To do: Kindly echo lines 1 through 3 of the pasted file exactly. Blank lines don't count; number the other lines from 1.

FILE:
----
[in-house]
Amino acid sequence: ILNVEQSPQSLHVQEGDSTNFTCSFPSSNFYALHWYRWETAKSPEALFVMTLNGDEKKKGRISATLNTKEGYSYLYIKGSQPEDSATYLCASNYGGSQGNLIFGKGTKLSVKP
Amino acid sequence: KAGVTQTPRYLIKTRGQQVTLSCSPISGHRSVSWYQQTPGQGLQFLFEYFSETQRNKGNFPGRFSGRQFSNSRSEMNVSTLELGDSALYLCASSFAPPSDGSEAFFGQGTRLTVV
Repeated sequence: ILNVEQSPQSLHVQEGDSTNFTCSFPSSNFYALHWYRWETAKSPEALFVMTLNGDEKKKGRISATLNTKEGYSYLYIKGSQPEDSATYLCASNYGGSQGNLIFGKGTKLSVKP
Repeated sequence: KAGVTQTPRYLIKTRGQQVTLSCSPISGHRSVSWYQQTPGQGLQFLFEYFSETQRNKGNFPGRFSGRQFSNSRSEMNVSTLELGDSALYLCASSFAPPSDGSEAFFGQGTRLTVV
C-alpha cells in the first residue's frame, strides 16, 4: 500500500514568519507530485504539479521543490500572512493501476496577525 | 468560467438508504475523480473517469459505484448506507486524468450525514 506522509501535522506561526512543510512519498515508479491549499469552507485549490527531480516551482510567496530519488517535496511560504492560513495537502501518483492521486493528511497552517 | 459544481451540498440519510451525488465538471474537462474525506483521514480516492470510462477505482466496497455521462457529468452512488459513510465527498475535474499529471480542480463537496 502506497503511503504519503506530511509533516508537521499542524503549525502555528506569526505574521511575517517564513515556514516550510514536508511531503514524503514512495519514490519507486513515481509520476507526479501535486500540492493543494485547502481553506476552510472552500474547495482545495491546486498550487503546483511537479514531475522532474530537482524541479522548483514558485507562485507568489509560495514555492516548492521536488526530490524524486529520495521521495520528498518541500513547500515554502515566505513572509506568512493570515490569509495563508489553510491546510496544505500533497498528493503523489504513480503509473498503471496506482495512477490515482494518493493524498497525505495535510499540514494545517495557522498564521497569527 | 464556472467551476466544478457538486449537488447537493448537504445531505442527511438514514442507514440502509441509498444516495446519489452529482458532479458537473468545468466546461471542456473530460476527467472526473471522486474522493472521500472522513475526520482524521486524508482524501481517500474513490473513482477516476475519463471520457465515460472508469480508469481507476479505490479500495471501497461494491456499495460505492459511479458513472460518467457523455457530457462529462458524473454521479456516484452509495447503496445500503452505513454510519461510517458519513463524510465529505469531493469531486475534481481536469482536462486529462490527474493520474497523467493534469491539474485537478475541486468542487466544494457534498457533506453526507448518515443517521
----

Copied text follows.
[in-house]
Amino acid sequence: ILNVEQSPQSLHVQEGDSTNFTCSFPSSNFYALHWYRWETAKSPEALFVMTLNGDEKKKGRISATLNTKEGYSYLYIKGSQPEDSATYLCASNYGGSQGNLIFGKGTKLSVKP
Amino acid sequence: KAGVTQTPRYLIKTRGQQVTLSCSPISGHRSVSWYQQTPGQGLQFLFEYFSETQRNKGNFPGRFSGRQFSNSRSEMNVSTLELGDSALYLCASSFAPPSDGSEAFFGQGTRLTVV